We suspect that this culture of irresponsibility that has prevailed in Bosnian politics is the product of an implicit recognition within the leading elements of the country’s political class that they do not have the capacity to defend Bosnia’s interests, a recognition however accompanied by their perverse belief that if others are allowed to demonstrate that they can do that – deliver leadership for citizens of Bosnia and Herzegovina – it will mean the end of their domestic political careers. As such, they are willing to risk Bosnia’s dissolution and fragmentation to mask their own incompetence. Whether they are fully cognizant of each aspect, and each consequence, of their actions we do not know. But it is obvious that there is a fundamental lack of competence among most of the purportedly pro-Bosnian political establishment and that the country’s sovereignty and territorial integrity are under systematic attack, with virtually no push-back from the former.
Responding this dire situation requires a likewise systematic commitment by genuinely democratic and patriotic elements within Bosnia’s political establishment, civil society, business, and academia to pool their resources to create the parallel institutions necessary to both elevate a new class of political leaders within the country but also to create the institutions necessary to champion Bosnia’s interests abroad. Without such a commitment, and without such efforts, our incompetent and provincial political class will in time allow the already strident anti-Bosnian elements within the country and the region to successfully capitalize on the transactional and risk-averse sentiments within the West to dissolve Bosnia’s sovereignty. It is the historic task of this generation – and here we mean in particular young generation of Bosnians – to prevent that, even if it means initiating a period of confrontation with established elites in our country, and segments of the international community.
This, in any case, is a project that should have been initiated years ago. It was not, and as a result the first period of democratic and political mobilization towards defending Bosnia’s statehood will necessarily be a process of repair. We will not be able to build anything new before we have restored that which has been destroyed, that which has been plundered, and that which has been corrupted. But we must begin today if we are to have any chance at a better tomorrow. Both in terms of our relationship with the political West, and Bosnia’s own democratic prospects.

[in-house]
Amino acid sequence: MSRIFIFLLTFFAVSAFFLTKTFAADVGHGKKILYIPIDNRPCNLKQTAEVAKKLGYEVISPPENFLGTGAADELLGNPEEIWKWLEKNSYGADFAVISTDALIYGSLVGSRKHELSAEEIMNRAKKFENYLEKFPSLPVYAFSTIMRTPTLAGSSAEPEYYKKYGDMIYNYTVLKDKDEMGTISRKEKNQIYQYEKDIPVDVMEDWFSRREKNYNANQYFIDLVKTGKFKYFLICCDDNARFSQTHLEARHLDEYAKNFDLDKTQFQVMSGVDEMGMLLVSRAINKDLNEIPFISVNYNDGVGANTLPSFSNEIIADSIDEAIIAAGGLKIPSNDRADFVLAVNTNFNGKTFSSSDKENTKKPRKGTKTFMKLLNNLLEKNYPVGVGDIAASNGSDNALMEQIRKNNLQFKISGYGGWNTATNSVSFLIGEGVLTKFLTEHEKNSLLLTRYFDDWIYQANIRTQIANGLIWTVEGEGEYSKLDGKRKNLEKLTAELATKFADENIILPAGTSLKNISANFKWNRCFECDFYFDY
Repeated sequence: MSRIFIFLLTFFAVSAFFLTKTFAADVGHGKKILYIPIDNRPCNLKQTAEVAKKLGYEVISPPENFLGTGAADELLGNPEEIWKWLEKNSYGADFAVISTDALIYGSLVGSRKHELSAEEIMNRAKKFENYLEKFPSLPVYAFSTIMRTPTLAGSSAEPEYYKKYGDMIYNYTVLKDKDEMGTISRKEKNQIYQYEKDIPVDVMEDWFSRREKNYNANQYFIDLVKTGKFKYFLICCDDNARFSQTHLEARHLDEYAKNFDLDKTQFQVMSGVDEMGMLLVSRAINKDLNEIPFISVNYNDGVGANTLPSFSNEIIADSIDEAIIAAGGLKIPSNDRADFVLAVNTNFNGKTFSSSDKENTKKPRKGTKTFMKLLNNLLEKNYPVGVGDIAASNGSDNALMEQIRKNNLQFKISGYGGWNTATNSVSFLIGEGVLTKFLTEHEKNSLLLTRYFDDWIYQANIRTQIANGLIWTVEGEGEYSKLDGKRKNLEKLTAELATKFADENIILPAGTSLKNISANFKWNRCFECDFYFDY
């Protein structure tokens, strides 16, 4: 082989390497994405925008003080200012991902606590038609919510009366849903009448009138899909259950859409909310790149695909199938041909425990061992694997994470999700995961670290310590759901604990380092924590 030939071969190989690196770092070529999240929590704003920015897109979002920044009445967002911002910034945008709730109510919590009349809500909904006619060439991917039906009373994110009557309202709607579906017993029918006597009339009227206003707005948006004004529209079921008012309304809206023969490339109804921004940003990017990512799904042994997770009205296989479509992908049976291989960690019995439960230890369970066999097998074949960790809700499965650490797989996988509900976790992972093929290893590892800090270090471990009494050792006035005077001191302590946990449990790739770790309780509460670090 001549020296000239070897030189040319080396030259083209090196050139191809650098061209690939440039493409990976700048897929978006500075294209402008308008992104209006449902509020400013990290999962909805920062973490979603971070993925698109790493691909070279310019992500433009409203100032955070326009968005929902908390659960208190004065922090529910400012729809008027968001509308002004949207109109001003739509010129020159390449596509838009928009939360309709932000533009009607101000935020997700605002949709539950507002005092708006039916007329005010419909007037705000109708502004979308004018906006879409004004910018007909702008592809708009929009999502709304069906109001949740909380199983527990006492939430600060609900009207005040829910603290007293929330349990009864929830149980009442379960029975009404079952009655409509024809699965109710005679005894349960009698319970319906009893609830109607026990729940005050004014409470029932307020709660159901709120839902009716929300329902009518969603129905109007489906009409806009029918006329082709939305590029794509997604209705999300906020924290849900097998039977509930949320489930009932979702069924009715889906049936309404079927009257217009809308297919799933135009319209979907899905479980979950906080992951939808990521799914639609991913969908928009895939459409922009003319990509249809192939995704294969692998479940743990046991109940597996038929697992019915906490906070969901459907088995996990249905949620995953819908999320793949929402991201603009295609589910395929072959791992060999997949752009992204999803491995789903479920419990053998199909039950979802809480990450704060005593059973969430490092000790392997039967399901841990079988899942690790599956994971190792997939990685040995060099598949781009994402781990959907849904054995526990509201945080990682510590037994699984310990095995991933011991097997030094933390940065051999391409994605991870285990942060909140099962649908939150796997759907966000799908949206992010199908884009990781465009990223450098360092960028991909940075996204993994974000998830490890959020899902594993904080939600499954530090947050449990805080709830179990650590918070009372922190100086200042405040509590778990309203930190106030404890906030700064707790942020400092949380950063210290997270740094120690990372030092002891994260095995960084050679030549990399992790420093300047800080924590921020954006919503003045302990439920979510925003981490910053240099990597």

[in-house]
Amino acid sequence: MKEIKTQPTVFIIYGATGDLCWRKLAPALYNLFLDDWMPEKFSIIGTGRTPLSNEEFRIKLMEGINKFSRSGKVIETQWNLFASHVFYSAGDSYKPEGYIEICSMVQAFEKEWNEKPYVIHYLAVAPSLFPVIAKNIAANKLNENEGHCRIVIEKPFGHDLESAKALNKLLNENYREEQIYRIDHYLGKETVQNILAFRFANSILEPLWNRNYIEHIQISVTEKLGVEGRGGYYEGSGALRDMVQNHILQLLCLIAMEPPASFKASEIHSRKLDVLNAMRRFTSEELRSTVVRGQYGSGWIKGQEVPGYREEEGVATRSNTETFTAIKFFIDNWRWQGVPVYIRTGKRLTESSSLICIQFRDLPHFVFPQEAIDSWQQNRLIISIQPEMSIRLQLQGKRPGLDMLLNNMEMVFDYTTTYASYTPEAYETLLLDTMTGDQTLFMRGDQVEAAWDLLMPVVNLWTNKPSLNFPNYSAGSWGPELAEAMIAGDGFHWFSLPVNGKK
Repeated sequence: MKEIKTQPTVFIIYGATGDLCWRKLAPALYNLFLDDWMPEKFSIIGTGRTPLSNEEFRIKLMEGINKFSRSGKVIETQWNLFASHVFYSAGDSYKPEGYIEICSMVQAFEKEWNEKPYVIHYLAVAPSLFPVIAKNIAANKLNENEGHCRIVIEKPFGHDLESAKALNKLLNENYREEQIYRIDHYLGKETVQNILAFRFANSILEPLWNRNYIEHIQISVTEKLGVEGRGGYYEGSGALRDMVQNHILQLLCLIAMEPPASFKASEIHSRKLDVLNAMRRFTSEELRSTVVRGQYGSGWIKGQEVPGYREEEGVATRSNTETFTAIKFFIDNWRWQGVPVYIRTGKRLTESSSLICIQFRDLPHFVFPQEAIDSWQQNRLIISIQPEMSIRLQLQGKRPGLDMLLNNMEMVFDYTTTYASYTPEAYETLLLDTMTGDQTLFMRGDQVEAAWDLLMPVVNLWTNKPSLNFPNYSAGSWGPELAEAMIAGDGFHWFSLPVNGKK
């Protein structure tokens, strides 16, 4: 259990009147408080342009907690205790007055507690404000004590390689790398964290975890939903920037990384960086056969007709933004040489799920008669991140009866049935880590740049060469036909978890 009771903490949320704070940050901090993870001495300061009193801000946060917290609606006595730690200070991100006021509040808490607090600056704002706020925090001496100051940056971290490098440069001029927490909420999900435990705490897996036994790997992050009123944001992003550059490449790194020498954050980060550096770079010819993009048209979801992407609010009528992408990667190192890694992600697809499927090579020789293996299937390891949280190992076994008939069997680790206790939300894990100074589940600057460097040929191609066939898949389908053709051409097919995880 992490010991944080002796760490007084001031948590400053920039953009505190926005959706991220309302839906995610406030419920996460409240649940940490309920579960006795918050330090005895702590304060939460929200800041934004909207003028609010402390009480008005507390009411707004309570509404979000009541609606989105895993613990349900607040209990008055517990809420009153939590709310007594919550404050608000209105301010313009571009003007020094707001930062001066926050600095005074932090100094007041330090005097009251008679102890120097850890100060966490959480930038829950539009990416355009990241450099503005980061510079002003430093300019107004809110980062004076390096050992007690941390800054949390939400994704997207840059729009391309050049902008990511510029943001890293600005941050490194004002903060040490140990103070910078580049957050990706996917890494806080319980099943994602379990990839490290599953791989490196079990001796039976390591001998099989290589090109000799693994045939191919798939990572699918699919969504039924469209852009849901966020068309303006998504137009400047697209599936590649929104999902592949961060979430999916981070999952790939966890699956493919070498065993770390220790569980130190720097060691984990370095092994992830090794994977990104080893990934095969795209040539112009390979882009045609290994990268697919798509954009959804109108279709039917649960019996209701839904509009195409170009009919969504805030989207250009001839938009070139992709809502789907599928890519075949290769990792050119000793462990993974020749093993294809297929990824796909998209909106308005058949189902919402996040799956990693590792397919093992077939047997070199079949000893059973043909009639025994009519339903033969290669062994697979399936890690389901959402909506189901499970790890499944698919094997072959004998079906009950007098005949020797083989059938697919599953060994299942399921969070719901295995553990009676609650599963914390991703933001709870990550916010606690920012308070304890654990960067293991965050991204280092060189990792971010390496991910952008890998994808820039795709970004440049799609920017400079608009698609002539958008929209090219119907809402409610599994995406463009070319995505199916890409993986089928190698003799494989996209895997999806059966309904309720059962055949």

The struggle for a liberal and democratic Bosnia and Herzegovina requires determination and organization, both of which have been largely lacking the decades after the war. It requires disrupting the comfortable, parasitic political norms which have captured both the apparatus of the state but also the public’s conception of politics. And, above all, it requires a deeply personal commitment by individual citizens and leaders in the broader Bosnian community, including in the diaspora, to commit themselves to the struggle to create – not to be gifted or granted – the right to a constitutional, liberal, democratic republic.
Summary of the Session of 18 December by Dr. Jasmin Mujanović, political scientist and policy specialist of southeast European and international affairs, author of the book Hunger and Fury: The Crisis of Democracy in the Balkans, USA
Adil Kulenović, President
|Association of Independent Intellectuals – Circle 99 (Bosnian: Krug 99), a leading Bosnian think-tank, was established in Sarajevo in 1993, in the midst of the Bosnian war (1992-1995), while the capital was under siege. Circle 99 provides a platform to bring together intellectuals of various professional and ethnic identities; university professors, members of the Academy of Sciences and Arts of Bosnia and Herzegovina, artists, journalists, entrepreneurs, diplomats, and other prominent figures from Bosnia and from abroad. Multidisciplinary discussions and initiatives are held each Sunday throughout the academic year, in the form of regular sessions about politics, science, education, culture, economy, and other societal issues. The overall goal is to sensitize the public towards a democratic transformation, achieving and maintaining peace, and integration of modern Bosnia into the community of countries fostering liberal democracy. Circle 99 has been declared an organization of special significance for the city of Sarajevo.|